Mount Sinai residents will consider a lower school budget in the June 19 revote that falls within the district's tax-cap limit, but also cuts some sports, such as varsity bowling and gymnastics at the high school, school officials said Tuesday.
The revised 2012-13 budget, at $54,629,115, is $735,000 less than the previous budget, which voters rejected during school elections on May 15.
"It is a very viable, good plan that focuses on the core of our academic program, our athletics and our arts," said Board of Education president Robert Sweeney at a public hearing Tuesday night at Mount Sinai Middle School.
Residents also spoke at the hearing, unhappy with some of the proposed cuts.
"The brunt of this new budget is being borne by our high school students. . . . And there is nothing we can do," said Annmarie Reed, a parent of two high school students.
Resident Ron Van Dett, a parent of two children aged 9 and 12, lamented the loss of the gymnastics and golf teams. He said that the revised budget "took college opportunities away from kids who need it the most."
The original $55.3 million spending plan carried a 4.76 percent tax hike, well over the district's capped limit of 2.13 percent, and therefore required approval by a 60 percent supermajority. It won 1,263 "yes" votes and 1,147 "no" votes, a 52.4 percent majority that fell short.
Mount Sinai was one of the seven Long Island districts that tried but failed to override the state's new tax-cap limits.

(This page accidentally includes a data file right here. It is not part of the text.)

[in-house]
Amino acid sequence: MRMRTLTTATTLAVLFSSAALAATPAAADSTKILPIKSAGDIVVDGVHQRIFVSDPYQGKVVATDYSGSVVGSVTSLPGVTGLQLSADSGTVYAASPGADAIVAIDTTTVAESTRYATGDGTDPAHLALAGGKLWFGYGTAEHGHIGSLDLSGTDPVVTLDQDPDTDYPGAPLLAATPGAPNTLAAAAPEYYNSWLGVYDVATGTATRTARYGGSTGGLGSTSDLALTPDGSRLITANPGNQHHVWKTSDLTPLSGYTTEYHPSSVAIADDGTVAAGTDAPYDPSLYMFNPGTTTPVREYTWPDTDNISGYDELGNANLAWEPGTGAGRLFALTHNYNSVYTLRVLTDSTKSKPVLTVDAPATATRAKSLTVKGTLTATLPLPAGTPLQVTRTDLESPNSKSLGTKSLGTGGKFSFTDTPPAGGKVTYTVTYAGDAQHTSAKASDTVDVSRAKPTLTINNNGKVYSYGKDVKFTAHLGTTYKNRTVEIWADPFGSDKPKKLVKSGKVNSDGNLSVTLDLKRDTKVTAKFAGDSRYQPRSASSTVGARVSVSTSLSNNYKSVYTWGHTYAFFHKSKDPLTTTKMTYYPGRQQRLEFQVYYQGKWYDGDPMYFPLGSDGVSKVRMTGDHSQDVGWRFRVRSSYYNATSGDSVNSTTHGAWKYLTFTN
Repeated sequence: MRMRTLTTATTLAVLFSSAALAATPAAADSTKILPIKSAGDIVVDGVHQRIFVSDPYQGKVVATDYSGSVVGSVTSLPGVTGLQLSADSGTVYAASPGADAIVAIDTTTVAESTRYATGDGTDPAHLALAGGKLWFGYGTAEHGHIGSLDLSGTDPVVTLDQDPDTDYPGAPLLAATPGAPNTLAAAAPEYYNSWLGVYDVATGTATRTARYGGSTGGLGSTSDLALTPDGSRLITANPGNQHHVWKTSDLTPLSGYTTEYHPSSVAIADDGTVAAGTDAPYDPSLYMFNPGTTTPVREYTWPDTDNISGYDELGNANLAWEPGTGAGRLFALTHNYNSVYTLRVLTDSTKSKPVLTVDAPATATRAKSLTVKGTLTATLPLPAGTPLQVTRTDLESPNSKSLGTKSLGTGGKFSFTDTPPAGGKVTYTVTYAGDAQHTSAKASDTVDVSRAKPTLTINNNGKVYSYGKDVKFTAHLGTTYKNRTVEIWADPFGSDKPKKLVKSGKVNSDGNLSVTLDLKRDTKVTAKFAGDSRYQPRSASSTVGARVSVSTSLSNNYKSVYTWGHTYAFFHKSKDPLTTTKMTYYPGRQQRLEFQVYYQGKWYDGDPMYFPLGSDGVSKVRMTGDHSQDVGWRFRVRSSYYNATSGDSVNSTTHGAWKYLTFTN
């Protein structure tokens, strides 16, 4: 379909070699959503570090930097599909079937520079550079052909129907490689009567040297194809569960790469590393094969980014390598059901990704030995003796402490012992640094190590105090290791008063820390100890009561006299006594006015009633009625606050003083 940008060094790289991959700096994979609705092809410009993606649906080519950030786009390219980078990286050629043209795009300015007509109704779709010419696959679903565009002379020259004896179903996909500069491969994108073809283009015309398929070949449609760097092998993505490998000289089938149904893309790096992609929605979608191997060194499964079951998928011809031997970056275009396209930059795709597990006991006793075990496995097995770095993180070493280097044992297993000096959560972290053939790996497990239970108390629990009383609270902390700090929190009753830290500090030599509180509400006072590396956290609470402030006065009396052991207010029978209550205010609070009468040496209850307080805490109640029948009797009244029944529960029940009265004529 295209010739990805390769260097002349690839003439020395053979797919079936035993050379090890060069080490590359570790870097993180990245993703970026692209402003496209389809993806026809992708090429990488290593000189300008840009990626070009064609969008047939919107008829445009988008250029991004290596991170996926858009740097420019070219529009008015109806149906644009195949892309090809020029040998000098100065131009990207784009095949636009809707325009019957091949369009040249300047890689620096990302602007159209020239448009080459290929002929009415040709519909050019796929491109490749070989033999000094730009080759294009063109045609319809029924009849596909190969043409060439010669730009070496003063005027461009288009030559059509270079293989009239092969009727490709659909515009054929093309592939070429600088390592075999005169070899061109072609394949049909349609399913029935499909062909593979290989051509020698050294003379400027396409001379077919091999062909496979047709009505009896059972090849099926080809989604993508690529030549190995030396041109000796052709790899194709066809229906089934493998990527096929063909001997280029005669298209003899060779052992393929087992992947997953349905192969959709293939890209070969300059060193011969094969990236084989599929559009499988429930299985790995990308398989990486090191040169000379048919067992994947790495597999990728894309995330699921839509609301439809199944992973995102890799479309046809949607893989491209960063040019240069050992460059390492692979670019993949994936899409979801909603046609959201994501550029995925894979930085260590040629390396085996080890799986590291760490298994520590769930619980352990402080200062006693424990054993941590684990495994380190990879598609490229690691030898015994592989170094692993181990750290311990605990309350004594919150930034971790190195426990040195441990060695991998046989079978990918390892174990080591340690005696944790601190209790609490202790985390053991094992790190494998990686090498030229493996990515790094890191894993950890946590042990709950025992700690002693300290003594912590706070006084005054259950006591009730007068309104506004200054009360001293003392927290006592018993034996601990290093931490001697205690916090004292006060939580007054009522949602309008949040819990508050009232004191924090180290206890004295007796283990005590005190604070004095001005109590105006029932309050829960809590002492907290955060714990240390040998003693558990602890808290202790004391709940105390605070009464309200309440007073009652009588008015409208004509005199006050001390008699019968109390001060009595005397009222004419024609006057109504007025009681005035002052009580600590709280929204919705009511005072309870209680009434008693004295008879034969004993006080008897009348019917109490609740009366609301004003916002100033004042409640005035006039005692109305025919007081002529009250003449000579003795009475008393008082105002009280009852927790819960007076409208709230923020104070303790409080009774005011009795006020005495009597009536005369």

The revised budget falls at the tax cap and will need only a simple majority to pass. The proposed tax increase is just at the cap of 2.13 percent, resulting in an average monthly increase of $13.40 for property owners.
District officials had considered cutting middle school sports, but instead looked at student involvement and the cost of some sports and clubs. Varsity gymnastics, bowling, swimming and junior varsity boys golf and girls tennis may be cut.
In addition, under-subscribed clubs, such as the literary magazine and forensics at the high school, and some middle school clubs may be trimmed.
BOCES programs were also cut. District officials said Mount Sinai has lost more than $2.8 million in state aid over the last four years and more than $1.2 million in assessment-generated dollars.
The budget that was originally proposed only increased 0.8 percent after the teachers association's new contract saved $1.3 million next year and other nonprogram spending cuts were made.
The board adopted the revised budget, which is a 0.53 percent decrease from the current budget, on May 31.
If the revised budget fails, the district would be forced to further reduce the tax levy, which would result in a much more limited program, officials said.